Linear entropy

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In quantum mechanics, and especially quantum information theory, the linear entropy or impurity of a state is a scalar defined as

where ρ is the density matrix of the state.

The linear entropy can range between zero, corresponding to a completely pure state, and (1 − 1/d), corresponding to a completely mixed state. (Here, d is the dimension of the density matrix.)

The linear entropy is trivially related to the purity of a state by

Motivation[edit]

The linear entropy is a lower approximation to the (quantum) von Neumann entropy S, which is defined as

The linear entropy then is obtained by expanding ln ρ = ln (1−(1−ρ)), around a pure state, ρ2=ρ; that is, expanding in terms of the non-negative matrix 1−ρ in the formal Mercator series for the logarithm,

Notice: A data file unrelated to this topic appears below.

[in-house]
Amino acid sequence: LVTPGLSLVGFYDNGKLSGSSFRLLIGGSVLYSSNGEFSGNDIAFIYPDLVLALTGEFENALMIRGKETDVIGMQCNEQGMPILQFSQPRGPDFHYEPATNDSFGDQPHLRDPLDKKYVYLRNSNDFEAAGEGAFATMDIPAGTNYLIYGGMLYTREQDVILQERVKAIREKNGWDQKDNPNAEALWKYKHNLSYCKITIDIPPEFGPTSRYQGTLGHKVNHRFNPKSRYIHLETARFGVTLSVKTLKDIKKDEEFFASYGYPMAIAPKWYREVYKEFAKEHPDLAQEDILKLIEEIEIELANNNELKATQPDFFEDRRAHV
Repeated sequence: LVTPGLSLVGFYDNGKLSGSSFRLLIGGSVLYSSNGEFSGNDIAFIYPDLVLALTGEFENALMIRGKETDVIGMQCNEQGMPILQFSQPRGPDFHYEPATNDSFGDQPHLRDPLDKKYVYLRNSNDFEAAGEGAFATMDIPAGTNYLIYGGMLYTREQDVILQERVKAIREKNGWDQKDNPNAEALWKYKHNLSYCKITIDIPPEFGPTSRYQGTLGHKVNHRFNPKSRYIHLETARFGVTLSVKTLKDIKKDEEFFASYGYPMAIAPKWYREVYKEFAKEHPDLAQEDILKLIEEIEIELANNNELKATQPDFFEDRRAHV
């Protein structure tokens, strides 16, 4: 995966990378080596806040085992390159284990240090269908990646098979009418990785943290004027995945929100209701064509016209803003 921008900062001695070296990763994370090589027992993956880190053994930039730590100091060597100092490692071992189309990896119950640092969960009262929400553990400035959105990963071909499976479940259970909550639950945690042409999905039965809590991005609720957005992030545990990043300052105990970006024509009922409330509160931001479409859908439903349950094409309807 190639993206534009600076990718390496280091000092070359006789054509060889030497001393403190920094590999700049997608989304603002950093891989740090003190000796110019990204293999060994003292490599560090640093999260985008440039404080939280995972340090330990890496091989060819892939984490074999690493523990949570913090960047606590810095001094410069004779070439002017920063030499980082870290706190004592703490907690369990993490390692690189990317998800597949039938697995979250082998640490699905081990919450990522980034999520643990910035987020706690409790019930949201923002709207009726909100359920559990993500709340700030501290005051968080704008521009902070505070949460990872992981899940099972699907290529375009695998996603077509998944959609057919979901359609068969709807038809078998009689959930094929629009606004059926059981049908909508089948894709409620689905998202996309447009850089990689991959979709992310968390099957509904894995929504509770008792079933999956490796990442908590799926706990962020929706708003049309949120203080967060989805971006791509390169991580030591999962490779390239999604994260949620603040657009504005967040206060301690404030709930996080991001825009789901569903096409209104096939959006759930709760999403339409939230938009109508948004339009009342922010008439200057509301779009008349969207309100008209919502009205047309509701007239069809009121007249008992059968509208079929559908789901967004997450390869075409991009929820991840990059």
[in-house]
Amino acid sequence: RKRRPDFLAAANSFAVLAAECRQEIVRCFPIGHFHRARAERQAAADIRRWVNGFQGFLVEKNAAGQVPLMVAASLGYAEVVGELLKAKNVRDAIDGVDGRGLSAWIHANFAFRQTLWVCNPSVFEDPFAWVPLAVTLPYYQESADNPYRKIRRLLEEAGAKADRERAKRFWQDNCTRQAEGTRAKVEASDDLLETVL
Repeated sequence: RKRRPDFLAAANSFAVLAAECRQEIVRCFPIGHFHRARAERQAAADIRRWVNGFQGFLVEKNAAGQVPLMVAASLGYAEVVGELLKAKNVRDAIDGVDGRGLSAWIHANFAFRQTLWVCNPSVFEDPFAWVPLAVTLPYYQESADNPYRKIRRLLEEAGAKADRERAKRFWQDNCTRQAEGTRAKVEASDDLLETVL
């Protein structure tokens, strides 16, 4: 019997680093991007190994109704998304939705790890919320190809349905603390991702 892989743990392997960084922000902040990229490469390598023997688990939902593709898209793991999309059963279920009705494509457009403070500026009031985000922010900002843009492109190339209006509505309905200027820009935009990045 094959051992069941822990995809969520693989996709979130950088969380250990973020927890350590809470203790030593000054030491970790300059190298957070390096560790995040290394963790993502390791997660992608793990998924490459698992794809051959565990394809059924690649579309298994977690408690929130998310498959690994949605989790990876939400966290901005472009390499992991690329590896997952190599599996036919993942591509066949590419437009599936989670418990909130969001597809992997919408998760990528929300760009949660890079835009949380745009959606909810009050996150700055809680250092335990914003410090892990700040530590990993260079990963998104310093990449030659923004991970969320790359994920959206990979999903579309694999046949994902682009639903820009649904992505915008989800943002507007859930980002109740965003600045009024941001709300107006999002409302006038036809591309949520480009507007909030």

and retaining just the leading term.

The linear entropy and von Neumann entropy are similar measures of the degree of mixing of a state, although the linear entropy is easier to calculate, as it does not require diagonalization of the density matrix.

Alternate definition[edit]

Some authors[1] define linear entropy with a different normalization

which ensures that the quantity ranges from zero to unity.

References[edit]

  1. ^ Nicholas A. Peters; Tzu-Chieh Wei; Paul G. Kwiat (2004). "Mixed state sensitivity of several quantum information benchmarks". Physical Review A. 70 (5): 052309. arXiv:quant-ph/0407172Freely accessible. Bibcode:2004PhRvA..70e2309P. doi:10.1103/PhysRevA.70.052309.